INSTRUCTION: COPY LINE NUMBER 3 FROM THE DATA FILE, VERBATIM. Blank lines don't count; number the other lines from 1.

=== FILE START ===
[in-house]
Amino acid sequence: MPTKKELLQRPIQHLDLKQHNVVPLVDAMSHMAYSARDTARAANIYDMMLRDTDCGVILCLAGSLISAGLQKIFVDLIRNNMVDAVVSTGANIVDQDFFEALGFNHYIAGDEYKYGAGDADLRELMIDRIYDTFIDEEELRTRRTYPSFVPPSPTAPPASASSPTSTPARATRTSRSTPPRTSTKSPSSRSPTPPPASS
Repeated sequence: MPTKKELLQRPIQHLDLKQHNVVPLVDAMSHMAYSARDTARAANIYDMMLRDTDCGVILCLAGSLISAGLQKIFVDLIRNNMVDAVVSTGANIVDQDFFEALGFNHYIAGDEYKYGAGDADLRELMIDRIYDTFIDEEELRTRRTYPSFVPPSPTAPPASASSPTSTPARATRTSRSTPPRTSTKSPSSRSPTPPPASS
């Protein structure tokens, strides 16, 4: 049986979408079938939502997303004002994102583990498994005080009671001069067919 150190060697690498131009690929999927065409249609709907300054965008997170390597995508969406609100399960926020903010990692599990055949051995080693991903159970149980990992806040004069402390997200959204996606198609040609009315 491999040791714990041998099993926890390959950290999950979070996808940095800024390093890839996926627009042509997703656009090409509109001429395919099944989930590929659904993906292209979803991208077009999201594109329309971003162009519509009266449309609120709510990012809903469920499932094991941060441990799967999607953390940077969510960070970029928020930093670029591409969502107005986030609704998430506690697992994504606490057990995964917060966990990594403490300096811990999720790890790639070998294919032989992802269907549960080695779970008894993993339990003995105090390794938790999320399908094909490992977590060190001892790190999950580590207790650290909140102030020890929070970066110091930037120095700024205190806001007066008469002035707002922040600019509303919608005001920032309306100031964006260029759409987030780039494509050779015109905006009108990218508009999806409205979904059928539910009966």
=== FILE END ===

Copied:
Repeated sequence: MPTKKELLQRPIQHLDLKQHNVVPLVDAMSHMAYSARDTARAANIYDMMLRDTDCGVILCLAGSLISAGLQKIFVDLIRNNMVDAVVSTGANIVDQDFFEALGFNHYIAGDEYKYGAGDADLRELMIDRIYDTFIDEEELRTRRTYPSFVPPSPTAPPASASSPTSTPARATRTSRSTPPRTSTKSPSSRSPTPPPASS